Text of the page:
If the disinflationary process continues at a faster-than-anticipated pace, the Reserve Bank can go in for a cut in interest rates, Governor Raghuram Rajan today said as he hoped the post-election Budget will push ahead with fiscal consolidation and boost investments.
"If disinflation happens in much faster rate than anticipated and we believe we can finish this period with the appropriate amount of final disinflation, we certainly will be in position to cut the interest rate at that time," Rajan told researchers and analyst at the post-policy conference call.
Explaining, he said a "good" budget focusing on the already-on fiscal consolidation by reducing subsidies and improving investments would be helpful on inflationary front.
"A good budget, action on agriculture support prices, reduction in subsidies and perhaps targeting more investment would be helpful on the inflationary front." The Governor noted "we are in early days in the disinflationary process, we have to see how it works out, but we are hopeful that it would play out well." Rajan said he would like monetary policy to be stable and not react to every incoming data.
"We would want to have stable monetary policy. To the extent that we find the substantial amount of room builds up before the interim target (of CPI) is reached, the question would then be should we cut tremendously now but then run the risk of not reaching the final target, and the general intent would be a smoother process.
"However, to the extent that we have substantial room that builds up, that would prevent any further hikes in the anticipate, and that would be useful," Rajan said.
RBI-appointed Urijit Patel panel, in its report, has set CPI target of 8 per cent by 2015 and 6 per cent by 2016.
The apex bank has tried to forecast consumer price index and is setting interest rates with idea that it would achieve a certain level of CPI at a particular time, he said.
"Which means that we are willing to look through the transient increases in CPI or transient decline in CPI, once such transient decline could be because of base effect. We are willing to look through these with the view of achieving a medium-term goal that we have set," Rajan said.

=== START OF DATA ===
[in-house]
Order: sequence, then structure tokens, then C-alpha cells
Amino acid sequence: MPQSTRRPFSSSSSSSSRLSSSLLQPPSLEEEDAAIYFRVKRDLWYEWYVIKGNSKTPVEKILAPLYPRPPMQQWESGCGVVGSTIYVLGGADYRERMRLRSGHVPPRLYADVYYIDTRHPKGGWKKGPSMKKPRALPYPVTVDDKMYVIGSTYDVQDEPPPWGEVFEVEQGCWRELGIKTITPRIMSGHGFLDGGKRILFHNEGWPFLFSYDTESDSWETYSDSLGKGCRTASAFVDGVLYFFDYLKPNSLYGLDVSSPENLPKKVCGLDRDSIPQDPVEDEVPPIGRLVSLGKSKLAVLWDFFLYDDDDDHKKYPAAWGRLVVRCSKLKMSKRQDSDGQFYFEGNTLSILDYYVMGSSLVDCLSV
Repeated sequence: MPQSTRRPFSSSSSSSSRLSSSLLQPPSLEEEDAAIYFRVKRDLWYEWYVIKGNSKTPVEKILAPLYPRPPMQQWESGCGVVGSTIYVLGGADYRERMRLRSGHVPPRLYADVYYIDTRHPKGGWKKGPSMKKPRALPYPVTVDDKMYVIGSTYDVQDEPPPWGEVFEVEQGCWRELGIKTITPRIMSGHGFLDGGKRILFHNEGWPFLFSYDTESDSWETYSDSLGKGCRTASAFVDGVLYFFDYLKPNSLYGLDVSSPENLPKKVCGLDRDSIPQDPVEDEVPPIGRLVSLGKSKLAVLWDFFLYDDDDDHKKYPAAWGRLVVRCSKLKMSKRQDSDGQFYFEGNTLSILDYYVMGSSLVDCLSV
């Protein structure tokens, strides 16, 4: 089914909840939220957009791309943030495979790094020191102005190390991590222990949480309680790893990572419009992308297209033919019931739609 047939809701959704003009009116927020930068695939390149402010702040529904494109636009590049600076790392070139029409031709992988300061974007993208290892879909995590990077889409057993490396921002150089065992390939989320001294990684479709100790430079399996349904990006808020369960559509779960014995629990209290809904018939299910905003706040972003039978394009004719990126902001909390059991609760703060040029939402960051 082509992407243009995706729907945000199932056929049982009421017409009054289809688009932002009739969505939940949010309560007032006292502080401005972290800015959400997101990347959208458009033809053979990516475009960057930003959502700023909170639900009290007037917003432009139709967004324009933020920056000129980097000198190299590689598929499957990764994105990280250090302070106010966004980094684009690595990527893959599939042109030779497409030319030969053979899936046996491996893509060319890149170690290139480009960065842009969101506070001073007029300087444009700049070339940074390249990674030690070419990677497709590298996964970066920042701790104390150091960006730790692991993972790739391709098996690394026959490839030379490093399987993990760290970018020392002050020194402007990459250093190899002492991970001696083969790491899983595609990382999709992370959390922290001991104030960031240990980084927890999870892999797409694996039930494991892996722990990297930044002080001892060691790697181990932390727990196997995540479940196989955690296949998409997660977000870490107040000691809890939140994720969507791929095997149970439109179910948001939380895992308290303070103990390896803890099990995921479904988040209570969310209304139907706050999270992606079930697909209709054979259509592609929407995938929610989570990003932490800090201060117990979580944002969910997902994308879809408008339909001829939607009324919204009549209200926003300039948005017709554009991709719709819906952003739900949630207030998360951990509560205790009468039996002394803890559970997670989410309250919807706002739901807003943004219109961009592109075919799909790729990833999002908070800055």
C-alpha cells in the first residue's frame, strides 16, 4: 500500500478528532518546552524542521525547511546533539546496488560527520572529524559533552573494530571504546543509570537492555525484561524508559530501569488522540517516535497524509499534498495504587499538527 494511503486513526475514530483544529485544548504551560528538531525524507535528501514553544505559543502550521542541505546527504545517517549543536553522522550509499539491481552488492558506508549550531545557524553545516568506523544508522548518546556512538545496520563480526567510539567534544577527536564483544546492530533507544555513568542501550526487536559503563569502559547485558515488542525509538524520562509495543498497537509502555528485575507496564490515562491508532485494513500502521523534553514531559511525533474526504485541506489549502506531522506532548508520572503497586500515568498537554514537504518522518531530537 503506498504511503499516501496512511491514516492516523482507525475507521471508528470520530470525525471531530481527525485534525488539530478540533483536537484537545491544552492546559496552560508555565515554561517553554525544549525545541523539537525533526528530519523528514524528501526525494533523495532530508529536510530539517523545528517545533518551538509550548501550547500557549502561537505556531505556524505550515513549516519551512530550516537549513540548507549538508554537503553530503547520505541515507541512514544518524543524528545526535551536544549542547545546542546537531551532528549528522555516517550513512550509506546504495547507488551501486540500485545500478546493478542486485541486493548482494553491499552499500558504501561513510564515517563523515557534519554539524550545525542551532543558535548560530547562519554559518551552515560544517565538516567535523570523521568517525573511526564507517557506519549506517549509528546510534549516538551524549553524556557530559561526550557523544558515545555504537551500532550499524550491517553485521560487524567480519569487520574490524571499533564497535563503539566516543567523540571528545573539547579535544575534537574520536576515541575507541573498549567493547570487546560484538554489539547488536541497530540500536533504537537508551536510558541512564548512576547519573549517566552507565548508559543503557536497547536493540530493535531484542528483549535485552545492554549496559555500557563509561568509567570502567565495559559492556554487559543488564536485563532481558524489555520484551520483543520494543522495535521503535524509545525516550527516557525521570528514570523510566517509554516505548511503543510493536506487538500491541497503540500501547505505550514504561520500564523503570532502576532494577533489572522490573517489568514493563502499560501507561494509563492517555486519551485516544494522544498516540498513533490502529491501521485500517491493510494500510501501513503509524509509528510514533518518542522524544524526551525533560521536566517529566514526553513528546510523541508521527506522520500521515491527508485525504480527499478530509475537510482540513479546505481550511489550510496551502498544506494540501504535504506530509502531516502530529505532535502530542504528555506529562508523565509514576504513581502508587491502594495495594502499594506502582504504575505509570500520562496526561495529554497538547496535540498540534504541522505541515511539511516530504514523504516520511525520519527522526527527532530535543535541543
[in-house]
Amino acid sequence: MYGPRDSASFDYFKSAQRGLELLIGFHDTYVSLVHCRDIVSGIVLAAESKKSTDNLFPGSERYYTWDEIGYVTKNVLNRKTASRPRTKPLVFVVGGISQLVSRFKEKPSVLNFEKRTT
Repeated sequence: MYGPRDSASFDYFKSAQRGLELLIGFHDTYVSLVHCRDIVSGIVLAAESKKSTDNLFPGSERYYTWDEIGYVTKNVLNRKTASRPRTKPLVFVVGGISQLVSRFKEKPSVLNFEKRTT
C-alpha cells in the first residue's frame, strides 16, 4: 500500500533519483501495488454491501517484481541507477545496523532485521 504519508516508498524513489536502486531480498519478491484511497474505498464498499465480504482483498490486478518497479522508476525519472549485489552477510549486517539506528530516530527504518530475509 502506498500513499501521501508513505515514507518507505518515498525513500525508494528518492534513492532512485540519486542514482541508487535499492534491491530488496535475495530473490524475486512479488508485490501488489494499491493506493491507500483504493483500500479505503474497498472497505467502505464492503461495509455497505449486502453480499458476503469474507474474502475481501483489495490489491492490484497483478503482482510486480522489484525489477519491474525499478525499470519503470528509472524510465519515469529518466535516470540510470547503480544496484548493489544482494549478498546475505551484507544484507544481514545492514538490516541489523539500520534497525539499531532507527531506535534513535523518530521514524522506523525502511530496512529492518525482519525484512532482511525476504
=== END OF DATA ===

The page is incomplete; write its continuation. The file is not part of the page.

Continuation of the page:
RBI is trying to avoid a situation where monetary policy becomes extremely volatile and acts in reaction to every piece of incoming data, Rajan said.
"We want to essentially achieve this disinflation in as smooth way as possible."
Talking about the rising rupee, the Governor said RBI does not have any particular level for the local currency in mind but aims at curbing volatility in the forex market.
"Our primary aim is to reduce exchange rate volatility and that's where our exchange intervention goes." Rajan said if at the current level of the rupee, which has breached the key psychological level of 60 per dollar, there is a need to reduce volatility, the RBI may go to the market and buy greenbacks.
On conducting open market operation, he said, "we are not averse to do open market operations as and when needed." On trimming SLR from the current 23 per cent, he said if the next Budget continues with fiscal consolidation it will give the central bank more room to slash the minimum amount of bond holding required for banks.
On foreign banks converting into local arms, he said the transformation to wholly-owned subsidiary structure is not so much a move based on reducing the profitability of foreign lenders but primarily a move to enhance the stability of the domestic financial system.
Rajan said he would like the conversion to wholly-owned subsidiary model to happen on a voluntary basis.